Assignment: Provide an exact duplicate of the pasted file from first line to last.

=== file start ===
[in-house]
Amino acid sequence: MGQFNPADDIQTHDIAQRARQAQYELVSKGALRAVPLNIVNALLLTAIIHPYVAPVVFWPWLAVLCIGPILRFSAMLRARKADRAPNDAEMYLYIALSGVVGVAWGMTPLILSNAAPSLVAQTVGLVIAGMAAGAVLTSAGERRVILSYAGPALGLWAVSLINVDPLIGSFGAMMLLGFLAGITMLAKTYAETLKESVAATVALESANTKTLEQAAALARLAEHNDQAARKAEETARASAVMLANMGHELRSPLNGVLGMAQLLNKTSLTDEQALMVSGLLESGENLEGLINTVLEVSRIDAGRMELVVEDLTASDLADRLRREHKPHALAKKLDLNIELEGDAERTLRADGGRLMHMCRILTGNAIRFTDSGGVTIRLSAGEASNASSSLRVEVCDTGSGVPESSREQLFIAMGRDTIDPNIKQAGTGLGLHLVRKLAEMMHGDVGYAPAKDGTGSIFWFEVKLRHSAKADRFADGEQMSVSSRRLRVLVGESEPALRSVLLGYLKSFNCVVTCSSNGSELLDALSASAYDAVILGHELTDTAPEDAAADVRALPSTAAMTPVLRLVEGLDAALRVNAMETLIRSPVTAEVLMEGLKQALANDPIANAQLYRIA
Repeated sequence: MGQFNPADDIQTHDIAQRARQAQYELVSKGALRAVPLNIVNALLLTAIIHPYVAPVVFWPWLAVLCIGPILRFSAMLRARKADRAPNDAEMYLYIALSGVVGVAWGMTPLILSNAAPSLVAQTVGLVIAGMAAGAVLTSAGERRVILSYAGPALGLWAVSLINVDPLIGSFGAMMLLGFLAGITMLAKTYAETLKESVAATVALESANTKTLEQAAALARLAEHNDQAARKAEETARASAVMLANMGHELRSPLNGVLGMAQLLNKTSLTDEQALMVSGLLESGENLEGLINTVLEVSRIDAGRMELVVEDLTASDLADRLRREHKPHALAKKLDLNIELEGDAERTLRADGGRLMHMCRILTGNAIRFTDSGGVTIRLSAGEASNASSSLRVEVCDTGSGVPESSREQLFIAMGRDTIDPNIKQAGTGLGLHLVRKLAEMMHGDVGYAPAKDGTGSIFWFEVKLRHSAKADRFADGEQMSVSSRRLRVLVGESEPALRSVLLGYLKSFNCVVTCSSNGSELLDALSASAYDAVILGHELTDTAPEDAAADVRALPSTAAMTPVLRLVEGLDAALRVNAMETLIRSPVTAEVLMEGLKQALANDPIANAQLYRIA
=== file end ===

[in-house]
Amino acid sequence: MGQFNPADDIQTHDIAQRARQAQYELVSKGALRAVPLNIVNALLLTAIIHPYVAPVVFWPWLAVLCIGPILRFSAMLRARKADRAPNDAEMYLYIALSGVVGVAWGMTPLILSNAAPSLVAQTVGLVIAGMAAGAVLTSAGERRVILSYAGPALGLWAVSLINVDPLIGSFGAMMLLGFLAGITMLAKTYAETLKESVAATVALESANTKTLEQAAALARLAEHNDQAARKAEETARASAVMLANMGHELRSPLNGVLGMAQLLNKTSLTDEQALMVSGLLESGENLEGLINTVLEVSRIDAGRMELVVEDLTASDLADRLRREHKPHALAKKLDLNIELEGDAERTLRADGGRLMHMCRILTGNAIRFTDSGGVTIRLSAGEASNASSSLRVEVCDTGSGVPESSREQLFIAMGRDTIDPNIKQAGTGLGLHLVRKLAEMMHGDVGYAPAKDGTGSIFWFEVKLRHSAKADRFADGEQMSVSSRRLRVLVGESEPALRSVLLGYLKSFNCVVTCSSNGSELLDALSASAYDAVILGHELTDTAPEDAAADVRALPSTAAMTPVLRLVEGLDAALRVNAMETLIRSPVTAEVLMEGLKQALANDPIANAQLYRIA
Repeated sequence: MGQFNPADDIQTHDIAQRARQAQYELVSKGALRAVPLNIVNALLLTAIIHPYVAPVVFWPWLAVLCIGPILRFSAMLRARKADRAPNDAEMYLYIALSGVVGVAWGMTPLILSNAAPSLVAQTVGLVIAGMAAGAVLTSAGERRVILSYAGPALGLWAVSLINVDPLIGSFGAMMLLGFLAGITMLAKTYAETLKESVAATVALESANTKTLEQAAALARLAEHNDQAARKAEETARASAVMLANMGHELRSPLNGVLGMAQLLNKTSLTDEQALMVSGLLESGENLEGLINTVLEVSRIDAGRMELVVEDLTASDLADRLRREHKPHALAKKLDLNIELEGDAERTLRADGGRLMHMCRILTGNAIRFTDSGGVTIRLSAGEASNASSSLRVEVCDTGSGVPESSREQLFIAMGRDTIDPNIKQAGTGLGLHLVRKLAEMMHGDVGYAPAKDGTGSIFWFEVKLRHSAKADRFADGEQMSVSSRRLRVLVGESEPALRSVLLGYLKSFNCVVTCSSNGSELLDALSASAYDAVILGHELTDTAPEDAAADVRALPSTAAMTPVLRLVEGLDAALRVNAMETLIRSPVTAEVLMEGLKQALANDPIANAQLYRIA